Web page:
Harry O re-runs flit in and out of my consciousness.
I cannot remember any whole episode --
only an impression of a sad-eyed loner and two scenes.
A lovely lady is laying beside him in bed and asks, "If I leave you, would it crush you?"
He says in his gravel voice, "It would hurt, and I would survive."
"Damn you!" she snaps, hitting him with a pillow. "You would, wouldn't you?"
Harry has solved the murder of his best friend, Manny.
He is sitting at the bar they often frequented. He asks for a bottle of their best whiskey.
He tears a page from his notebook, writes MANNY on it,
and tapes it on the bottle, handing it back to the bartender.
"When somebody walks in here, looking like he's been beat by life, give him a shot of this -- but only one."
The bartender asks, "And when it runs out?"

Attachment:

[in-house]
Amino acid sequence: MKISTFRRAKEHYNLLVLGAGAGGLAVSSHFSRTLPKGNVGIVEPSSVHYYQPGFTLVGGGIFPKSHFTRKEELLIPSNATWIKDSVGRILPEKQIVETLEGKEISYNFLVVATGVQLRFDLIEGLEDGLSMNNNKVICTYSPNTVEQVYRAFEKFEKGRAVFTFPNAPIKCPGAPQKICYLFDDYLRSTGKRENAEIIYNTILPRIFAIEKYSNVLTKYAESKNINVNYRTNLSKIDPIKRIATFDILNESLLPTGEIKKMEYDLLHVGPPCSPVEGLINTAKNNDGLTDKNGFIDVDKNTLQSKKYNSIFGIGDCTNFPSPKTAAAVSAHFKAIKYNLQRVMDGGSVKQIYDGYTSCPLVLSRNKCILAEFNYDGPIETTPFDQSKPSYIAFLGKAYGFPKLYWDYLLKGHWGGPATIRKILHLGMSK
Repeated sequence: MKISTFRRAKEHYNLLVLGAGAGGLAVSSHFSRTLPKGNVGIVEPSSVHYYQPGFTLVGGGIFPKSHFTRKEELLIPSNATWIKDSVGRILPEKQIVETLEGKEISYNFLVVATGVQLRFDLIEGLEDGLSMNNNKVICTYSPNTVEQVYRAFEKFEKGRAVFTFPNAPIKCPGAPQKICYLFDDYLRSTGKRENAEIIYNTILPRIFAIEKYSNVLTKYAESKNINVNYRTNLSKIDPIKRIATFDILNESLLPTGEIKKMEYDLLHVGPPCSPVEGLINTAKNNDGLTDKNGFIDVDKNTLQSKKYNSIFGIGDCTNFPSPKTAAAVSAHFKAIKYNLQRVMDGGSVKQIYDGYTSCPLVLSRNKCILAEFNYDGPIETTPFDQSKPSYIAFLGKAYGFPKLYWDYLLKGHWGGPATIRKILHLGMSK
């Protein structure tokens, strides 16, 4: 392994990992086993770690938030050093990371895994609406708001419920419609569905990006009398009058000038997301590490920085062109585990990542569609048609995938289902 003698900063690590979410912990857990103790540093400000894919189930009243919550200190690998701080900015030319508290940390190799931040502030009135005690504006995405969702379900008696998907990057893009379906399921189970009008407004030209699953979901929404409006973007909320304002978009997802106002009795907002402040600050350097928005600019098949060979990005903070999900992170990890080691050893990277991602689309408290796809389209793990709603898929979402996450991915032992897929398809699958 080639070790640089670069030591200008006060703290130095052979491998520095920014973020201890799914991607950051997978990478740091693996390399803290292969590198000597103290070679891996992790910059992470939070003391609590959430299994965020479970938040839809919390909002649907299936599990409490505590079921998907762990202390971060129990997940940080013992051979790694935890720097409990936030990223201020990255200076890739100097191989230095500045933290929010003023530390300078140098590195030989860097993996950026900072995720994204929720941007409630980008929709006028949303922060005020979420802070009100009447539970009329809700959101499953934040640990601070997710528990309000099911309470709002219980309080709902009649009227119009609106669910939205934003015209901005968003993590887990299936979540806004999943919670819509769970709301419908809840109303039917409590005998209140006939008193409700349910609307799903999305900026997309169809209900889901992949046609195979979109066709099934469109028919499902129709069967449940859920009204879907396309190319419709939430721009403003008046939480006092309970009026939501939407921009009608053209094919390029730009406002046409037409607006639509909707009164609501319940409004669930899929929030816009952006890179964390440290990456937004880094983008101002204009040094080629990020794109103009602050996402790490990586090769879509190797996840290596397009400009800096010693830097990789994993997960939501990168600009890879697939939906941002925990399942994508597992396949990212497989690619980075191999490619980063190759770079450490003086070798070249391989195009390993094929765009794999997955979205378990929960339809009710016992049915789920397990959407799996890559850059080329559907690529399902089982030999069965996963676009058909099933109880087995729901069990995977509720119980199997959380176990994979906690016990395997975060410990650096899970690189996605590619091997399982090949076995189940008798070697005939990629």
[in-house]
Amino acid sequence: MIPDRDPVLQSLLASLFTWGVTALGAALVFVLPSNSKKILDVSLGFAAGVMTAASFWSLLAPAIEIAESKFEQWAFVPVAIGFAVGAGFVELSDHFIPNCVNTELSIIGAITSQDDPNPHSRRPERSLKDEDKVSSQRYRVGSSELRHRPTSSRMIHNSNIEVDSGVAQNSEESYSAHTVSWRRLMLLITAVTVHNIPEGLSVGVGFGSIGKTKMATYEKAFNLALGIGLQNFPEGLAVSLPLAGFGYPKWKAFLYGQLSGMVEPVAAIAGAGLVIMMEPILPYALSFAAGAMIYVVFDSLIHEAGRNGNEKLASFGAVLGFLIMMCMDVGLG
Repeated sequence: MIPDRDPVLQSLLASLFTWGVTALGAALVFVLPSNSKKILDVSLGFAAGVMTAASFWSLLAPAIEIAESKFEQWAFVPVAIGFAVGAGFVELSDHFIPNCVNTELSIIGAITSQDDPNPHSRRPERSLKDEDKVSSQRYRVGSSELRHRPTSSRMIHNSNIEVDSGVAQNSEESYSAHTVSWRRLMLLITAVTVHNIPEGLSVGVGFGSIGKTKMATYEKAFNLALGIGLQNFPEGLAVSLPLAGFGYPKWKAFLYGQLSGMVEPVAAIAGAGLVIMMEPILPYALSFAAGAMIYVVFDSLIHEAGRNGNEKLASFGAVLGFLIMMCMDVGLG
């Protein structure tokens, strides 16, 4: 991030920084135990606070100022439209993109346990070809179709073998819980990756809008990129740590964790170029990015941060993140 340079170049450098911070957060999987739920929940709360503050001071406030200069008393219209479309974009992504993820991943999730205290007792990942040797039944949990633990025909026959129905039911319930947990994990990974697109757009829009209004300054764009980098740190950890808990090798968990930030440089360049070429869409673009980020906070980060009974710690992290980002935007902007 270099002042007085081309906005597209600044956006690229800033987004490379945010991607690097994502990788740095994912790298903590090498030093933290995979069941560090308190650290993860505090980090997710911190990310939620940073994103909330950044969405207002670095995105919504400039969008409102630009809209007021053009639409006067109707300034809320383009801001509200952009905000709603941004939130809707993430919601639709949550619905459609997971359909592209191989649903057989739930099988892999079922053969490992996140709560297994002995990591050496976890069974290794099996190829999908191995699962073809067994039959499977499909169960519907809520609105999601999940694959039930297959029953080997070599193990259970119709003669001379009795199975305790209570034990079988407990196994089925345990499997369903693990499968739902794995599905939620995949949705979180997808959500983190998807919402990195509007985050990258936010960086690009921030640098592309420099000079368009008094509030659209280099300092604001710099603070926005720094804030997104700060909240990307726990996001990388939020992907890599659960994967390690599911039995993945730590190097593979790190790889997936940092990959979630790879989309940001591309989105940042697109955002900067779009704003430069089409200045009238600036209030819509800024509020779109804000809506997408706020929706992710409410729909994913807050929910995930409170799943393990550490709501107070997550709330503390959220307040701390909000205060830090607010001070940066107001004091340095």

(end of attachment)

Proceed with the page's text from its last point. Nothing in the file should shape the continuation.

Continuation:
Harry sighs, "It runs out ... just like life."
He gets up, walks from the bar, opens the door, and walks into the night.
Ratings for the series were initially fair and got a boost after the series was retooled in January 1975.
Harry O was picked up for a second season and continued to gain viewership and critical acclaim;
however, then-ABC president Fred Silverman
decided to take the network in a different direction and canceled the series in favor of Charlie's Angels.
David Janssen vowed never to do another series.
Samuel McCord owes a debt to another H TV show:
HAVE GUN WILL TRAVEL
A haunted, educated gunfighter, looking at life with a unique perspective sparked Samuel McCord into being.
The first season's Christmas episode, "The Hanging Cross," is unique.
Instead of drawing the revolver, Paladin unbuckles the belt and removes the whole rig,
holding it out to the camera as he talks.
The camera tilts upward,
revealing Richard Boone speaking to the camera, then hanging his belt, holster, and pistol on a wall peg
and walking away as the theme begins and the title graphics appear.